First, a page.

Multi-criteria evaluation because each evaluation measure only considers certain aspects of TC to the exclusion of others

    12

    Presenter Presentation Notes Figure is used to explain how the different evaluation criteria measure the performance of the topographic correction method

  • Results

    Summary of multi-criteria evaluation and overall ranking

    13

    Blue Green Red NIR SWIR1 SWIR2 All

    bands

    Bin Tan 6 (0.58) 2 (0.33) 2 (0.30) 2 (0.20) 3 (0.23) 3 (0.23) 2 (0.31)

    C-C 4 (0.55) 5 (0.58) 5 (0.53) 5 (0.59) 5 (0.58) 5 (0.50) 5 (0.56)

    MS 5 (0.57) 6 (0.63) 6 (0.66) 6 (0.75) 6 (0.69) 6 (0.72) 6 (0.67)

    SCS+C 3 (0.54) 4 (0.47) 4 (0.37) 4 (0.35) 2 (0.20) 2 (0.21) 4 (0.36)

    S-E 2 (0.46) 1 (0.29) 1 (0.26) 1 (0.16) 1 (0.15) 1 (0.16) 1 (0.24)

    VECA 1 (0.36) 3 (0.4) 3 (0.33) 3 (0.29) 4 (0.25) 4 (0.29) 3 (0.32)

    Best VECA S-E S-E S-E S-E S-E S-E

  • Results

    1. S-E: Very good performance for all evaluation criteria, never obtained the lowest rank

    2. Bin Tan: Very good performance for all measures with exception of the RDMR (lowest rank for all bands)

    3. VECA: Good performance, but not very efficient in reducing variations in the reflectance (CV, IQRR)

    4. SCS+C: Good performance, but not very efficient in reducing variations in the reflectance (r2, CV, IQRR)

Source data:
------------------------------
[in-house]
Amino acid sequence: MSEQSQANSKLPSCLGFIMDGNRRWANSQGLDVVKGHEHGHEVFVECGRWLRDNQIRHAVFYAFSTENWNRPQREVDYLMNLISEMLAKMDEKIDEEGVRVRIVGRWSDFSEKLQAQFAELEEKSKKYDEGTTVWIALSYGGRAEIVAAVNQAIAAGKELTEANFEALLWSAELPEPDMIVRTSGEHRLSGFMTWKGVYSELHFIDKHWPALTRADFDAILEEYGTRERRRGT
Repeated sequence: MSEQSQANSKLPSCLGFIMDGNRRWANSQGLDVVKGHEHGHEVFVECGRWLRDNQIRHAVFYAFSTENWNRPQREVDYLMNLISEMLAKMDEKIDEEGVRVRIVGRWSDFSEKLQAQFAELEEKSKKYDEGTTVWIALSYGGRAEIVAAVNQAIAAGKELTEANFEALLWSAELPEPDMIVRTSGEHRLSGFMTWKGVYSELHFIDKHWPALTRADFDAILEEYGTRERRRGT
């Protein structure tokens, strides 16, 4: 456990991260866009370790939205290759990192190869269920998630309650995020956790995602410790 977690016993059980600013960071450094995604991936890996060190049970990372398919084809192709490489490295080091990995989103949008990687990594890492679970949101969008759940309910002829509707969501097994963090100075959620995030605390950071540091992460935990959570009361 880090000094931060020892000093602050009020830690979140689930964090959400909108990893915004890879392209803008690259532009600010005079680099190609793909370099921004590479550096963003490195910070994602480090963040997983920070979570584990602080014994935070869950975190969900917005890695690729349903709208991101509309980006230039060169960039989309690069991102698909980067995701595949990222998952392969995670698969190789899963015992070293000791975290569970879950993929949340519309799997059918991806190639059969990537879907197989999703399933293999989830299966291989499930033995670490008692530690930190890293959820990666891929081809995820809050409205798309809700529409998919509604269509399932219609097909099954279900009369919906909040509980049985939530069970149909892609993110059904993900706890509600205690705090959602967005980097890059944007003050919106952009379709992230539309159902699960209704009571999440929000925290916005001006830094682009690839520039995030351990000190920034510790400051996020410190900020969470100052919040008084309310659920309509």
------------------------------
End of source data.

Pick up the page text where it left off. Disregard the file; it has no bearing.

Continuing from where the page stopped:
5. C-C: Fair performance, but mostly in the low ranks, especially for the RDMR and IQRR

    6. M-S: Poor performance for most evaluation criteria, only RDMR and IQRR show good performance for some bands

    14

  • Results

    Multi-criteria evaluation of selected individual image composites

    > Evaluation of composites from 1988 ,1995, 2000, 2005, 2010, and 2015 in 4 footprints

    > Multi-criteria evaluation of the Near Infrared (NIR) band only

    • S-E performs best (highest rank for 12 out of 24 image composites)

    • Bin Tan performs well (highest rank for 9 image composites) • SCS+C and VECA perform well, often obtaining ranks 3 or 4 • C-C and M-S show poor performance (ranks 5 or 6)

    15

  • Results

    Multi-criteria evaluation of selected individual image composites

    > No specific pattern of the performance over time (1988-2015) can be observed • no effect of the amount of images used for the composite • no effect between Landsat 5, 7, or 8 (and combinations) • no effect of varying sun angles during the growing season

    (Jul-Oct)

    > Variations of the performance across footprints seem more pronounced • S-E tends to perform better in areas with evergreen forests • S-E tends to perform better in areas with steep slopes

    16

  • Conclusions

    > Statistical-Empirical (S-E), Bin Tan, as well as Sun-Canopy- Sensor + C-Correction (SCS+C) and Variable Empirical Correction Algorithm (VECA) all perform well

    > S-E clearly outperforms all other methods, but